The war on women escalates: Rush Limbaugh calls law student Sandra Fluke a slut

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If you live anywhere beyond the United States — as many of you do — thank your lucky stars if you’re a woman who cares about reproductive rights.

Ba-boom!

That’s the sound of freedoms cracking and crumbling under constant, daily, escalating barrages of laws proposed, amended and passed restricting our rights to abortion and birth control.

And, hey, whenever politicians pause for breath, right-wing radio show talk hosts like Rush Limbaugh are eager to pick up their cudgels and start beating women bloody with their verbal abuse.

Like this:

What does it say about the college coed Susan [sic] Fluke, who goes before a congressional committee and essentially says that she must be paid to have sex? What does that make her? It makes her a slut, right? It makes her a prostitute. She wants to be paid to have sex.

She’s having so much sex she can’t afford the contraception. She wants you and me and the taxpayers to pay her to have sex. What does that make us? We’re the pimps.

The johns, that’s right. We would be the johns — no! We’re not the johns. Well — yeah, that’s right. Pimp’s not the right word.

OK, so, she’s not a slut. She’s round-heeled. I take it back.

Women in the United States are living in the most toxic era I can remember since moving here in 1988. We joke nervously on Facebook about when burquas will be required.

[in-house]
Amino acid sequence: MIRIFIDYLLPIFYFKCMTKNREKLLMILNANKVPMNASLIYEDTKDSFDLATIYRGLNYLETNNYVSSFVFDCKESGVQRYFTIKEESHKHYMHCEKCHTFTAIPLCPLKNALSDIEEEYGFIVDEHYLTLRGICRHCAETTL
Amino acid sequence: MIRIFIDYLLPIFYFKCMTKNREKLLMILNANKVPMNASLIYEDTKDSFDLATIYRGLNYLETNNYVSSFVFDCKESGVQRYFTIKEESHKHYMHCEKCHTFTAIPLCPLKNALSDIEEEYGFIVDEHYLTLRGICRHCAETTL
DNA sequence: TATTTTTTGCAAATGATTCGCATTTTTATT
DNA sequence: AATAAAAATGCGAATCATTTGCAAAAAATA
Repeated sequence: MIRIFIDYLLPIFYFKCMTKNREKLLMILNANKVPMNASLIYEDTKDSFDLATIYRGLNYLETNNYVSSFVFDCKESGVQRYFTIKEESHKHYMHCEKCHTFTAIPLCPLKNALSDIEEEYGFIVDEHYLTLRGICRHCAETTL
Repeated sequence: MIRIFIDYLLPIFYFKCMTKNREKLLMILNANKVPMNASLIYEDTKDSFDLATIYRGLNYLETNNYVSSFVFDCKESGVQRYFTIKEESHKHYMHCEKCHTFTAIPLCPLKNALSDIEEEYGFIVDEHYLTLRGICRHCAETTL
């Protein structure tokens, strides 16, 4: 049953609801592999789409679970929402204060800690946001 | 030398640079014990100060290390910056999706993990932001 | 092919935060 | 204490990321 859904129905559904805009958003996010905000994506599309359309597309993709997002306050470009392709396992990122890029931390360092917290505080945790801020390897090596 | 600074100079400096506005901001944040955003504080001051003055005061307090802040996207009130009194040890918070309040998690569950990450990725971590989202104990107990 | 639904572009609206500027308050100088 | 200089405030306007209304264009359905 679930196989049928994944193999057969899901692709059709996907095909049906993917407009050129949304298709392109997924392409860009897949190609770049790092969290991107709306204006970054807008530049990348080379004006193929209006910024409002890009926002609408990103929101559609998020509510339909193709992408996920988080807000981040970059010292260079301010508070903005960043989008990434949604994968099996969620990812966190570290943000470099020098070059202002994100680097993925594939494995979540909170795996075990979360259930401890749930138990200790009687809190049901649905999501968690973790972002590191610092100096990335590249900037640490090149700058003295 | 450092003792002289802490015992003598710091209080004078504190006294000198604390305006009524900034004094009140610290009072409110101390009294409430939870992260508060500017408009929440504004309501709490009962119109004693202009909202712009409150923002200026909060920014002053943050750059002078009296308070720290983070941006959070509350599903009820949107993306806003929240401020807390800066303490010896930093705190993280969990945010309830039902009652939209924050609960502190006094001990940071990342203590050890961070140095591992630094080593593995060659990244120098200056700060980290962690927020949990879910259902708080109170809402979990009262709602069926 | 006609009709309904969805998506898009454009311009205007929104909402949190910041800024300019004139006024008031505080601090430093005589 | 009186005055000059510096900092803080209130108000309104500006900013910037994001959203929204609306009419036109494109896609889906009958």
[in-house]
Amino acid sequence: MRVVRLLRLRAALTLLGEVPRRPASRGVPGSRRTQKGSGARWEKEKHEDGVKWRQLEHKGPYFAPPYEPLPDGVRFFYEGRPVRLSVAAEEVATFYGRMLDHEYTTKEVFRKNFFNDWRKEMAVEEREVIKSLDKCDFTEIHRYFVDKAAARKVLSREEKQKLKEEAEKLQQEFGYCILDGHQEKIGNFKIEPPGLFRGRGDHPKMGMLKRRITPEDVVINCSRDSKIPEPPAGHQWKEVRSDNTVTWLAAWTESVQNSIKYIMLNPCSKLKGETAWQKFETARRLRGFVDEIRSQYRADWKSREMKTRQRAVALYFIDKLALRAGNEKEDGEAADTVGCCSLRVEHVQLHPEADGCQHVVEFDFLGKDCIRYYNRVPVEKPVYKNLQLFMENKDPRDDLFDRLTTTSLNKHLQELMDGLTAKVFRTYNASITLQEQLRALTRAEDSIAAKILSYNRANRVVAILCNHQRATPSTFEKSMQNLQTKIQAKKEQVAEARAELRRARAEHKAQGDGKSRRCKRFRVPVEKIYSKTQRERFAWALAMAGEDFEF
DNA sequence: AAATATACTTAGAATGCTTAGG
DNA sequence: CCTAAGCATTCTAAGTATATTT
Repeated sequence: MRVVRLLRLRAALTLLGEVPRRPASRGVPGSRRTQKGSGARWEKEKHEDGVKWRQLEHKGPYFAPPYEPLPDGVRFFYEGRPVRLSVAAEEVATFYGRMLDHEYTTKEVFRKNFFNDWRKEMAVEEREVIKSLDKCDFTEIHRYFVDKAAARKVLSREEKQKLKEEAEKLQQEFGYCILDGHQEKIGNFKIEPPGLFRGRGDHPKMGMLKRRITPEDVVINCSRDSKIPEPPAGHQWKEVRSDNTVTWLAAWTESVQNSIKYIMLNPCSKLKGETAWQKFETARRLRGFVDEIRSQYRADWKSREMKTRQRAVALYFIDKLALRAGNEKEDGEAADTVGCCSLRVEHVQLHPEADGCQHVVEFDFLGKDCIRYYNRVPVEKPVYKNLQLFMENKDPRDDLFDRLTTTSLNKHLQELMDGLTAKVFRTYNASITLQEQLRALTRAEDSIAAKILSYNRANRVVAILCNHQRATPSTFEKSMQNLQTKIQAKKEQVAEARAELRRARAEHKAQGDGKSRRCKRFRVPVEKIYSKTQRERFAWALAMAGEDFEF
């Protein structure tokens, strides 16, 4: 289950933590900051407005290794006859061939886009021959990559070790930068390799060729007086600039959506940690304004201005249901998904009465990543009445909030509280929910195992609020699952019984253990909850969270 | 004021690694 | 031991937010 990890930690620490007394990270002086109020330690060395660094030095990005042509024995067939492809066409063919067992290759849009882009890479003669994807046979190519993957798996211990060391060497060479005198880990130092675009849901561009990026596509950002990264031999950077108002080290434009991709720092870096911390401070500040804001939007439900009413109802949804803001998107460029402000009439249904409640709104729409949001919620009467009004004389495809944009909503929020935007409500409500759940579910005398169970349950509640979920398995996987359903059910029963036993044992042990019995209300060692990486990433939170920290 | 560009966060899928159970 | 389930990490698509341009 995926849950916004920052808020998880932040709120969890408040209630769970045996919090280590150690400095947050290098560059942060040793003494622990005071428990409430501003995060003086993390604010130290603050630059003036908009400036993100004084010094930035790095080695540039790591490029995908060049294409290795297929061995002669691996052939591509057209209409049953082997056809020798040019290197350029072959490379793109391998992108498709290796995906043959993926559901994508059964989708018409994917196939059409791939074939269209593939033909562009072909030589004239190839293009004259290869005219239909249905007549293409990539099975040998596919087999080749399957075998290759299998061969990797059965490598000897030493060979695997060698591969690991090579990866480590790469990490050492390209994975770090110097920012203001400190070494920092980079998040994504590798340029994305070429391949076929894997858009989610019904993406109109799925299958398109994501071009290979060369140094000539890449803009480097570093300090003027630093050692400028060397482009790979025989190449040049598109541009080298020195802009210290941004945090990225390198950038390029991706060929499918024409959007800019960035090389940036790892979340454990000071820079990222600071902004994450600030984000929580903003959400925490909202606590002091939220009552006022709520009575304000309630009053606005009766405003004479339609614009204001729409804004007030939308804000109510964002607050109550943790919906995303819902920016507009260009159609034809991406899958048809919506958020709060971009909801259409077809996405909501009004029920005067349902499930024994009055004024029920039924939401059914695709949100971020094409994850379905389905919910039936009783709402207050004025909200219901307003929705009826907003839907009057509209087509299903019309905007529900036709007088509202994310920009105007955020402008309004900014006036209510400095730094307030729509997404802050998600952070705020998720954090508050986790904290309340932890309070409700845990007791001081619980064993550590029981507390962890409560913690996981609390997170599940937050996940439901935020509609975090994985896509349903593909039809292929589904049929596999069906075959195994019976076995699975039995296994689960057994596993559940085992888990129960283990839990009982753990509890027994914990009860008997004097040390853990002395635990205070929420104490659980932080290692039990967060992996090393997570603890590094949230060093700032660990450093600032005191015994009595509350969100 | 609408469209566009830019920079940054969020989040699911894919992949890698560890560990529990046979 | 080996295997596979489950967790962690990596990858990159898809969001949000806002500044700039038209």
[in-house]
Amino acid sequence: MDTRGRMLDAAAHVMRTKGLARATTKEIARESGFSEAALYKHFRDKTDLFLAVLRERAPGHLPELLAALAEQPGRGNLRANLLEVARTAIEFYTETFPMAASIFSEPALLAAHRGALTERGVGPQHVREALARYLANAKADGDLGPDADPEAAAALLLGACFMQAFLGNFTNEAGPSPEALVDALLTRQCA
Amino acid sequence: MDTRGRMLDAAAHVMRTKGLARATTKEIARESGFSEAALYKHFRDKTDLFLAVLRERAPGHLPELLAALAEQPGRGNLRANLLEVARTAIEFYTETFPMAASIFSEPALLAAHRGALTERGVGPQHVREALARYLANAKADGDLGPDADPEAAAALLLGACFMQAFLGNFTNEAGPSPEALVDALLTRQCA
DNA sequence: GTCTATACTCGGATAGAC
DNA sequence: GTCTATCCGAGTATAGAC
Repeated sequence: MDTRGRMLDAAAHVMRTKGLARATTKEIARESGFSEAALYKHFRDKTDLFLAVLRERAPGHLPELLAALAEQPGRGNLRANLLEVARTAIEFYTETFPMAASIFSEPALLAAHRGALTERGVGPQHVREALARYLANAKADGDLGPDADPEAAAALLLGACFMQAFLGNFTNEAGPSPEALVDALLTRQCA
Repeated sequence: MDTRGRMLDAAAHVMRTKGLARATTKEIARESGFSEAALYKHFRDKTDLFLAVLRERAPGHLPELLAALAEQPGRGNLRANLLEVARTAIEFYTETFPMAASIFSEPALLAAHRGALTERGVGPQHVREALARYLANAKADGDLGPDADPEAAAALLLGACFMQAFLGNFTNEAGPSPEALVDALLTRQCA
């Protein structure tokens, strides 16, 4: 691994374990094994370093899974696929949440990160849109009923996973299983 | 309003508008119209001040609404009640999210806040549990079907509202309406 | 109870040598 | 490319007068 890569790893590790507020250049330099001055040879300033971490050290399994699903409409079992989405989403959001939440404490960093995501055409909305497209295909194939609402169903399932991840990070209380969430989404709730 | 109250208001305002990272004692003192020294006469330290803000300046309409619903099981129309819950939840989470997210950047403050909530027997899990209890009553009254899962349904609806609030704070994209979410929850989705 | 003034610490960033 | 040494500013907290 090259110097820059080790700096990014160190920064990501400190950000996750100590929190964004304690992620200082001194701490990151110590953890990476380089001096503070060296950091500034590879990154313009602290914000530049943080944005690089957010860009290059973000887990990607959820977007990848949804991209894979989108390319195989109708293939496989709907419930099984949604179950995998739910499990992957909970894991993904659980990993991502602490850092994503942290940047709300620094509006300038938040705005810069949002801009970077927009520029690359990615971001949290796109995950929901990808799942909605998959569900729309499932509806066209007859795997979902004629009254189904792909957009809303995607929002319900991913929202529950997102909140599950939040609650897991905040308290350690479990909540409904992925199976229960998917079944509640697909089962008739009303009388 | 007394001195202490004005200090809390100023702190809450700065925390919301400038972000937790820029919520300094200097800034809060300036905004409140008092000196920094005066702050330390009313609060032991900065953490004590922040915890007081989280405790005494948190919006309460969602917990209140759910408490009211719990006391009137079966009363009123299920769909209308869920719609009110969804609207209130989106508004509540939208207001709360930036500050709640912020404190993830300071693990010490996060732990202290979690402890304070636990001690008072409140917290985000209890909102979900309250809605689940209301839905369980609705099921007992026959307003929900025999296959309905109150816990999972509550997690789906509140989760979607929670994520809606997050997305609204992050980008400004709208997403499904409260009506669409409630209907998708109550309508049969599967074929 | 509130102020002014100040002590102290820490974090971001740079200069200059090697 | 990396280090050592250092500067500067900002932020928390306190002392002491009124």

But it’s not funny.

Thank God, on April 28, women will be marching in Washington D.C. to make our voices audible — and our bodies visible — above the misogynistic and appalling din of the religious right and the politicians they fund.

It’s become so bad that one of the few remaining moderate Republicans, a woman who supports the right to abortion, Olympia Snowe, will not be running again. Like all of us, she’s fed up.

Reported The New York Times:

“Everybody’s got to rethink how we approach legislating and governance in the United States Senate,” Ms. Snowe said in an interview on Wednesday. She shook her head at how “we’ve miniaturized the process in the United States Senate,” no longer allowing lawmakers to shape or change legislation and turning every vote into a take-it-or-leave-it showdown intended to embarrass the opposition.

The vote set for Thursday, framed as a choice between contraceptive coverage and religious freedom, was not the reason Ms. Snowe made her announcement, she said. Her retirement decision was bigger than any one vote. But people familiar with her thinking say the re-emergence of such hot-button social issues helped nudge her to the exit.

Georgia Chomas, a cousin of the senator who described herself as more like a sister, said social conservatives and Tea Party activists in Maine were hounding her at home, while party leaders in Washington had her hemmed in and steered the legislative agenda away from the matters she cared about.

As I posted last week, the American economy remains in the toilet. Having officially left Afghanistan, remaining American troops are being targeted there and killed by people we’ve spent billions trying to help.

Women’s rights look like the easiest, softest next target. Women have become complacent, people tell me, persuaded that the battles of the 1970s are long-over, our freedoms won and secure.

I think not!

Aux armes, citoyennes…formez vos bataillons!

New Oklahoma Law Further Restricts Access To Abortion

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Oklahoma’s new abortion law is overly invasive, says a report on NPR.

In Oklahoma, a new law requires any woman seeking an abortion to first answer dozens of personal questions, including why she wants the procedure. That information, names omitted, would eventually be posted on a state Web site.